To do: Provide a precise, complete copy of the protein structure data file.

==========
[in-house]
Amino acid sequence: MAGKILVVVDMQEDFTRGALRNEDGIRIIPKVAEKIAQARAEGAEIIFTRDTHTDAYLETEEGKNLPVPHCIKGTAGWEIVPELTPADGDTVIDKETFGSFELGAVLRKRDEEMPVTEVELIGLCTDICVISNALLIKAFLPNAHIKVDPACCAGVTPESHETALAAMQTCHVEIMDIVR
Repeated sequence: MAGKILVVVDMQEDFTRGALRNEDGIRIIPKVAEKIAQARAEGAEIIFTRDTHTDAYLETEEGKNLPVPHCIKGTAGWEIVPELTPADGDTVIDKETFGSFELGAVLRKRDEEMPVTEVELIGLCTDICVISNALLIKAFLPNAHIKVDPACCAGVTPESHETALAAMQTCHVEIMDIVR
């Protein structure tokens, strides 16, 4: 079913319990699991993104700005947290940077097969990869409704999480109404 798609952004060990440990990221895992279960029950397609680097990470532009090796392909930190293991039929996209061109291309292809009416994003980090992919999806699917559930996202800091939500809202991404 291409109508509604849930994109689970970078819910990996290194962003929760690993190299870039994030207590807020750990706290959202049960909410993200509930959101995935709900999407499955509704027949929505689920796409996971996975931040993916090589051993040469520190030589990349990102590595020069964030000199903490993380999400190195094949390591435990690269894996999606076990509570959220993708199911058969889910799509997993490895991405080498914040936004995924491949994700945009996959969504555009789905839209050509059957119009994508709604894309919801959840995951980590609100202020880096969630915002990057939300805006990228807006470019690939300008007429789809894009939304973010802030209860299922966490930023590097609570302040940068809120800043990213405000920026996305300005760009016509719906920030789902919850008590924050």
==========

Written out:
[in-house]
Amino acid sequence: MAGKILVVVDMQEDFTRGALRNEDGIRIIPKVAEKIAQARAEGAEIIFTRDTHTDAYLETEEGKNLPVPHCIKGTAGWEIVPELTPADGDTVIDKETFGSFELGAVLRKRDEEMPVTEVELIGLCTDICVISNALLIKAFLPNAHIKVDPACCAGVTPESHETALAAMQTCHVEIMDIVR
Repeated sequence: MAGKILVVVDMQEDFTRGALRNEDGIRIIPKVAEKIAQARAEGAEIIFTRDTHTDAYLETEEGKNLPVPHCIKGTAGWEIVPELTPADGDTVIDKETFGSFELGAVLRKRDEEMPVTEVELIGLCTDICVISNALLIKAFLPNAHIKVDPACCAGVTPESHETALAAMQTCHVEIMDIVR
């Protein structure tokens, strides 16, 4: 079913319990699991993104700005947290940077097969990869409704999480109404 798609952004060990440990990221895992279960029950397609680097990470532009090796392909930190293991039929996209061109291309292809009416994003980090992919999806699917559930996202800091939500809202991404 291409109508509604849930994109689970970078819910990996290194962003929760690993190299870039994030207590807020750990706290959202049960909410993200509930959101995935709900999407499955509704027949929505689920796409996971996975931040993916090589051993040469520190030589990349990102590595020069964030000199903490993380999400190195094949390591435990690269894996999606076990509570959220993708199911058969889910799509997993490895991405080498914040936004995924491949994700945009996959969504555009789905839209050509059957119009994508709604894309919801959840995951980590609100202020880096969630915002990057939300805006990228807006470019690939300008007429789809894009939304973010802030209860299922966490930023590097609570302040940068809120800043990213405000920026996305300005760009016509719906920030789902919850008590924050």